The Durban outcome document had dedicated a special paragraph to the Israeli-Palestinian conflict, calling for an end to the violence, the prompt renewal of talks, respect for international humanitarian law and human rights, and respect for the right to self-determination.
With regard to the question of defamation of religion, Salama said the OIC “was very constructive” to agree to act on the basis of the concept of incitement to religious hatred.
Pakistan, which spoke in the name of the OIC, said the group had made “important sacrifices” to contribute to the elimination of racial discrimination.
After reading the draft declaration, civil society sources wondered whether the concessions made by Muslim countries would suffice to do away with the criticism voiced by the United States, which was absent from the deliberations on the draft declaration and had refused, along with Israel, to recognise the resolutions adopted in Durban in 2001.
In a statement this week, the U.S. State Department welcomed the “recent progress that has been made through the efforts of many delegations, governments and officials in the formulation of the draft outcome document for the Durban Review Conference”.
“There remain, however, elements of the current draft text that continue to pose significant concerns,” it added.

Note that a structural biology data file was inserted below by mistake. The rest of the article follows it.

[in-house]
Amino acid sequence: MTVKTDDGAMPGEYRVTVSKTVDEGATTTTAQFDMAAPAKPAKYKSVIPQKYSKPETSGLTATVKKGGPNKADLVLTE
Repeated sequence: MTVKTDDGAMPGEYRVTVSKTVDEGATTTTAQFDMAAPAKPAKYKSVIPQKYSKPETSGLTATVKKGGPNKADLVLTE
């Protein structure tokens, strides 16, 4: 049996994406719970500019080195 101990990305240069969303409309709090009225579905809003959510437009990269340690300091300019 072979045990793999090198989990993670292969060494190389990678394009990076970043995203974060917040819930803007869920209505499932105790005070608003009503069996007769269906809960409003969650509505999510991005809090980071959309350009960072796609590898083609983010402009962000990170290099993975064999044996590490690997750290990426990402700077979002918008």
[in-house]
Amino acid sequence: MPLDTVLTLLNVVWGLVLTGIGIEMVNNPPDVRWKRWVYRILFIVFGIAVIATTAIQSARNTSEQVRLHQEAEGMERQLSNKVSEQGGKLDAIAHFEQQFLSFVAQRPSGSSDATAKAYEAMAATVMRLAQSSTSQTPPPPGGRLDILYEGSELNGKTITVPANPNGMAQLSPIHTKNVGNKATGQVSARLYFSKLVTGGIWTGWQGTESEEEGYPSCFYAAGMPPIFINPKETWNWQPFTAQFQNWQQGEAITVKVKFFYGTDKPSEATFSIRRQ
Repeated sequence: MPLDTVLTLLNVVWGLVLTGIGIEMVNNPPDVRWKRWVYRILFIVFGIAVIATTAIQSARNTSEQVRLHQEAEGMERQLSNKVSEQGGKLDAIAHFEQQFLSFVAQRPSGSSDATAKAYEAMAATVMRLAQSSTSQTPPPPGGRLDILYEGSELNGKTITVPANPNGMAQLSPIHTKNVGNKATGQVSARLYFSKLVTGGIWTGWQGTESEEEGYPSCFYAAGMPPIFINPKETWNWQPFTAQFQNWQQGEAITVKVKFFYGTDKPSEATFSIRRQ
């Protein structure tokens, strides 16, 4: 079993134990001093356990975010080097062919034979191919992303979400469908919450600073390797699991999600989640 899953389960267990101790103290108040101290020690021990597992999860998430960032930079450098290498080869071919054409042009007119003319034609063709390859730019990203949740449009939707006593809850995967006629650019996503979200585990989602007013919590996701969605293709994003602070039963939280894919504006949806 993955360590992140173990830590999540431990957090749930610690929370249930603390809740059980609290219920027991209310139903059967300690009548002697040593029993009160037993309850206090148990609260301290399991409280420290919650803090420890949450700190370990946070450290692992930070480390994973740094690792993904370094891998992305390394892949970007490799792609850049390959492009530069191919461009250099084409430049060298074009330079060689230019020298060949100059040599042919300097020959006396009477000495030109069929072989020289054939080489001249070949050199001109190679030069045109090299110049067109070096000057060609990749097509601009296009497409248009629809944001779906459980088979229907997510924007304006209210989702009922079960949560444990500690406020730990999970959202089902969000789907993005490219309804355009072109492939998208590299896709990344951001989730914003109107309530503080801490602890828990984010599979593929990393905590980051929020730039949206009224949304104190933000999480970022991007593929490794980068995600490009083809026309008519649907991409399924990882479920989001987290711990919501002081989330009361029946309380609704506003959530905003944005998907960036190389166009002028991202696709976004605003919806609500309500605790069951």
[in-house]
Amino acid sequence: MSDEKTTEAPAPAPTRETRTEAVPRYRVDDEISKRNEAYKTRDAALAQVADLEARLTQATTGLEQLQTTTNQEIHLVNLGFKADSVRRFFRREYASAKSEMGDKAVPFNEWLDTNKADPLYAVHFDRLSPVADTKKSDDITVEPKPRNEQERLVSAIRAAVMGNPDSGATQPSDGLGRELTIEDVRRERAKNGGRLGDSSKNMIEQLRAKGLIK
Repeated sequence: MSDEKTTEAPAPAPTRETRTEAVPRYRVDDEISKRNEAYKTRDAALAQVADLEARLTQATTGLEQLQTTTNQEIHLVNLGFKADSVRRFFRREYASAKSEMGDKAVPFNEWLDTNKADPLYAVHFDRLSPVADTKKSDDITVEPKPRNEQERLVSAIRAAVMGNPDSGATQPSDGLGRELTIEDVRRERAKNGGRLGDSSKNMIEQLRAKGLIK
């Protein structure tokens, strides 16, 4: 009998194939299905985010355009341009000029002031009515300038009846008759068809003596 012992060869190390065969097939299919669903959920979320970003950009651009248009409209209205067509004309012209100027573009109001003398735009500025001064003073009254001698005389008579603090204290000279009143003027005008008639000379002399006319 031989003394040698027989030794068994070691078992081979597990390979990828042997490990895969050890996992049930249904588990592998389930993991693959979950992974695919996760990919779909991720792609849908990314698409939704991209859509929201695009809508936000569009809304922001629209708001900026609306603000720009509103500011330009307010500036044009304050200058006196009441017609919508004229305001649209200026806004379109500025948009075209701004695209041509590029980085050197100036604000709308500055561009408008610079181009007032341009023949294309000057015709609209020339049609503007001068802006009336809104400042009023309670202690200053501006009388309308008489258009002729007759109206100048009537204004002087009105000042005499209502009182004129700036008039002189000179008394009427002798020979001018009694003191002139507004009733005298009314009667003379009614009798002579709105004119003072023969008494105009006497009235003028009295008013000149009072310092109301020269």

The statement mentioned the first paragraph of the draft text, that “reaffirms” the Durban declaration and programme of action, which the United States never accepted.
But the text approved Friday says it “reaffirms” those two documents “as adopted” at the 2001 conference – in other words, without U.S. adhesion.
The other point of concern to the United States, and to other Western nations – “restrictions on freedom of expression that could result from some of the document’s language related to ‘incitement’ to religious hatred,” as the State Department communiqué says – was also overcome by the new draft declaration, which eliminated the reference to “defamation of religion.”
“The difficulties that they (the U.S.) anticipated have been removed,” said Pillay, who added that “it is my hope that when they see this document, it will have some influence on the U.S.”
Canada, another country that has marked its distance from the negotiations for the Durban Review Conference, drew criticism from Terry Downey, a trade unionist with the Canadian Labour Congress, who spoke on behalf of a coalition of Canadian civil society organisations committed to combating racism.
“Racial inequalities in Canada are on the rise, and as economic conditions continue to deteriorate, members of racialised and aboriginal communities will experience disproportionate forms of racism,” said Downey.
“We consider the Canadian government’s shameful withdrawal (from the conference) as a failure to its U.N. obligations,” he added.
Adrien-Claude Zoller, president of the NGO Geneva for Human Rights, commented to IPS that “We simply hope that it is one step forward in the campaign against racism and racial discrimination, to come closer to implementation on the ground, which has not happened since 2001.” No country has made any progress at all on this front, he added. (END/2009)